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Sunshine and Kings

The difference between Spanish winter and British is not really temperature. A mild British winter day isn't significantly colder than Spain. The difference is light. Winter or summer, there is a lot more light to go around in Mallorca than in London. Lisette, Benjamin, James and I are staying in Palma visiting family. The day we arrived was not auspicious; it was overcast and stormy. The next day however, well... As I looked around I realised I was squinting. The light was too strong. I haven't squinted in London since October.

So it's a shame I distrust sunglasses. For some reason I always have. If the eyes are the windows of the soul then it follows that I regard sunglasses as harbingers of suspicion. If you won't let me look into your eyes then part of my brain is convinced you must be up to no good. Probably only a hop, skip and a jump away from pretensiousness too; that most tragic of attributes.

Quite apart from the not-so-nice-judge-y aspect, this is a lamentable attitude for another reason. The thing is, I look quite fabulous in sunglasses. Really I do; Ray-Bans were born to be on my face. Aviators; sitting atop my nose have reached their pinnacle in existence; they can do no better. I base this on memories of me wearing sunglasses when I would have last countenanced it; when I was 20. It might not hold true now I'm 40. But then, ha! Move over Beverly Hill 90210's Luke Perry, there's a challenger for the throne.

I'm both a man of integrity and a man with silly ideas. That's why I'm stuck doing my best Mr Magoo. But if there was ever a locale where compromise for eye's sake would seem reasonable, it's Spain. Each morning I've watched the sun rise over Mallorca; soaring into the sky above Palma old town. Watching the glowing red orb climb until the light is too much. It's beautiful.

Sunrise in Palma Old Town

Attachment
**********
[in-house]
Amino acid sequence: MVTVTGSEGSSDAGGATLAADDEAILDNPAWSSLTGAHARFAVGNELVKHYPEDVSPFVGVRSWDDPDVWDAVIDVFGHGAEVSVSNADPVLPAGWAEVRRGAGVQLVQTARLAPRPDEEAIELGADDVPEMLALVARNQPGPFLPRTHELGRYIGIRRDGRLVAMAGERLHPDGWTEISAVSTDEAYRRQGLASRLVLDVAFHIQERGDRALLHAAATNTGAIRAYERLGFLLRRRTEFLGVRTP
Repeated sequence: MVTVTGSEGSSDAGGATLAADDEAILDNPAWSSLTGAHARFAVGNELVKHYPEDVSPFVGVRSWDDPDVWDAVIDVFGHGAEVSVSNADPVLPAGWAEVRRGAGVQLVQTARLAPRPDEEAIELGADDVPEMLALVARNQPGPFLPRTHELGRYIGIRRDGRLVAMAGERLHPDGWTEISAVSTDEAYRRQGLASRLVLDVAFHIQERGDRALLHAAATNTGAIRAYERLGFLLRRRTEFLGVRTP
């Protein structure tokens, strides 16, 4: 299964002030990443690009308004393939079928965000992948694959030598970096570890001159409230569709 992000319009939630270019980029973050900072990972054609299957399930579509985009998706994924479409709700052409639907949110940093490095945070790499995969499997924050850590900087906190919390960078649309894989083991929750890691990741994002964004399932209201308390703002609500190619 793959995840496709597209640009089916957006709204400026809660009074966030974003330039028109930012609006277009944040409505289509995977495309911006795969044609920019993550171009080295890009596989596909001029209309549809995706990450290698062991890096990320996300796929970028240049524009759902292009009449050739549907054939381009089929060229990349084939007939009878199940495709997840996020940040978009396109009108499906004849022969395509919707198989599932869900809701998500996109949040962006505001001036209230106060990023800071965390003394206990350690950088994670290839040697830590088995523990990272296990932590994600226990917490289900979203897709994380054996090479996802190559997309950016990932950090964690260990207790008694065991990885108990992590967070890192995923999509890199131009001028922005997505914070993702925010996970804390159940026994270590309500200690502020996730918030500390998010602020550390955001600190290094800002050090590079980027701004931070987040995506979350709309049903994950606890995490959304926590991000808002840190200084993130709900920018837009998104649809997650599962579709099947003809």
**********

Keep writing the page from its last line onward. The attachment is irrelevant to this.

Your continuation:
Benjamin and James are enamoured of their Christmas presents: toy bendy buses. Plastic and metal approximations of the the sort that used to rumble through London's streets, occasionally catching fire. Ah, those bus shaped phoenixes, how we miss them. Galaxy S8's are but a lowly tribute act. In one of those peculiar ironies it turns out that all buses in Palma are bendy buses. Consequently the bus drivers of Mallorca are presently being greeted by 2 small blonde haired boys, who enter their vehicles waving petite bendy buses at them as they proceed past in search of window seats.

Travel generally (not just bus journeys) is much easier now than it ever was. It's all down to the internet. o2 have dropped roaming charges in Europe; you can use data in Mallorca just like you're in Margate. (I've never been to Margate but I have to believe it would make me want to use the web.)

Having the internet opens up a lot. We can Google bus routes on our phones and know just when the bendy buses will round the corner. When we're on the bus we can see ourselves slowly shuffling along the roads on Google Maps. Oh and my Google phone has this thing where you take a photo, it detects any text in the photo and then translates it (with Google Translate) into English. It's incredible! Minority Report has arrived.